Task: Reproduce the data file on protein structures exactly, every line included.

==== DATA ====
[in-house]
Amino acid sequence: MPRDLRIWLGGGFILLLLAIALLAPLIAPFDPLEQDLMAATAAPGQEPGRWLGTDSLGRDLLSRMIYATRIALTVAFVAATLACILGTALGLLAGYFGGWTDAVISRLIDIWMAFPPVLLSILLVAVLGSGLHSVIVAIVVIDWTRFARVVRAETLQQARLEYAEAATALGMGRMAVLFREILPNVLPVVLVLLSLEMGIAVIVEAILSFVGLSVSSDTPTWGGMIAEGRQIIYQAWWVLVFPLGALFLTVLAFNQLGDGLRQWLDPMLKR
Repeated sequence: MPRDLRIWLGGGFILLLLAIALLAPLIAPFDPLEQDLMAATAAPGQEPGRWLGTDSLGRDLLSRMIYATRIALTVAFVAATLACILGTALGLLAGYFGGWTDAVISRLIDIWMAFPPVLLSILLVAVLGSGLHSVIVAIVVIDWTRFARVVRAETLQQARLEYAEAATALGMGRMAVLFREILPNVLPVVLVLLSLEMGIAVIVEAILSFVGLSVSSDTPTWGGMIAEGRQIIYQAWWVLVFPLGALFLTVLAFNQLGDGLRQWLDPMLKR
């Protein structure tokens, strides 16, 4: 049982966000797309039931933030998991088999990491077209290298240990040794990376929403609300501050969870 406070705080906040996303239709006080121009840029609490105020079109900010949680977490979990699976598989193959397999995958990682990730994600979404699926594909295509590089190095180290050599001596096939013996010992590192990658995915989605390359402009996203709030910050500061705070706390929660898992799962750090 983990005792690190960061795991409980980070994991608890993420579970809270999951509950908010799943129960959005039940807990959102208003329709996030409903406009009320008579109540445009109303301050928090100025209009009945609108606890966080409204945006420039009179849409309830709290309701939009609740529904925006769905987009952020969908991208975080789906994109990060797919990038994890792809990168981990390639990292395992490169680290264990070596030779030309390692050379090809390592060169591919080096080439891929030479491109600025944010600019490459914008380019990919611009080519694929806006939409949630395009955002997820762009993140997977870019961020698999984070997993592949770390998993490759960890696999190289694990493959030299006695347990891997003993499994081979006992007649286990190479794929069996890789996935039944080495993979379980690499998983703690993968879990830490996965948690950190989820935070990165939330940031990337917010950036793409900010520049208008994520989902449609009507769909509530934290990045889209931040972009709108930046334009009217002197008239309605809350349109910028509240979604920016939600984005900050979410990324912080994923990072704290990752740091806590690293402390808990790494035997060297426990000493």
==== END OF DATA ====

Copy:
[in-house]
Amino acid sequence: MPRDLRIWLGGGFILLLLAIALLAPLIAPFDPLEQDLMAATAAPGQEPGRWLGTDSLGRDLLSRMIYATRIALTVAFVAATLACILGTALGLLAGYFGGWTDAVISRLIDIWMAFPPVLLSILLVAVLGSGLHSVIVAIVVIDWTRFARVVRAETLQQARLEYAEAATALGMGRMAVLFREILPNVLPVVLVLLSLEMGIAVIVEAILSFVGLSVSSDTPTWGGMIAEGRQIIYQAWWVLVFPLGALFLTVLAFNQLGDGLRQWLDPMLKR
Repeated sequence: MPRDLRIWLGGGFILLLLAIALLAPLIAPFDPLEQDLMAATAAPGQEPGRWLGTDSLGRDLLSRMIYATRIALTVAFVAATLACILGTALGLLAGYFGGWTDAVISRLIDIWMAFPPVLLSILLVAVLGSGLHSVIVAIVVIDWTRFARVVRAETLQQARLEYAEAATALGMGRMAVLFREILPNVLPVVLVLLSLEMGIAVIVEAILSFVGLSVSSDTPTWGGMIAEGRQIIYQAWWVLVFPLGALFLTVLAFNQLGDGLRQWLDPMLKR
């Protein structure tokens, strides 16, 4: 049982966000797309039931933030998991088999990491077209290298240990040794990376929403609300501050969870 406070705080906040996303239709006080121009840029609490105020079109900010949680977490979990699976598989193959397999995958990682990730994600979404699926594909295509590089190095180290050599001596096939013996010992590192990658995915989605390359402009996203709030910050500061705070706390929660898992799962750090 983990005792690190960061795991409980980070994991608890993420579970809270999951509950908010799943129960959005039940807990959102208003329709996030409903406009009320008579109540445009109303301050928090100025209009009945609108606890966080409204945006420039009179849409309830709290309701939009609740529904925006769905987009952020969908991208975080789906994109990060797919990038994890792809990168981990390639990292395992490169680290264990070596030779030309390692050379090809390592060169591919080096080439891929030479491109600025944010600019490459914008380019990919611009080519694929806006939409949630395009955002997820762009993140997977870019961020698999984070997993592949770390998993490759960890696999190289694990493959030299006695347990891997003993499994081979006992007649286990190479794929069996890789996935039944080495993979379980690499998983703690993968879990830490996965948690950190989820935070990165939330940031990337917010950036793409900010520049208008994520989902449609009507769909509530934290990045889209931040972009709108930046334009009217002197008239309605809350349109910028509240979604920016939600984005900050979410990324912080994923990072704290990752740091806590690293402390808990790494035997060297426990000493």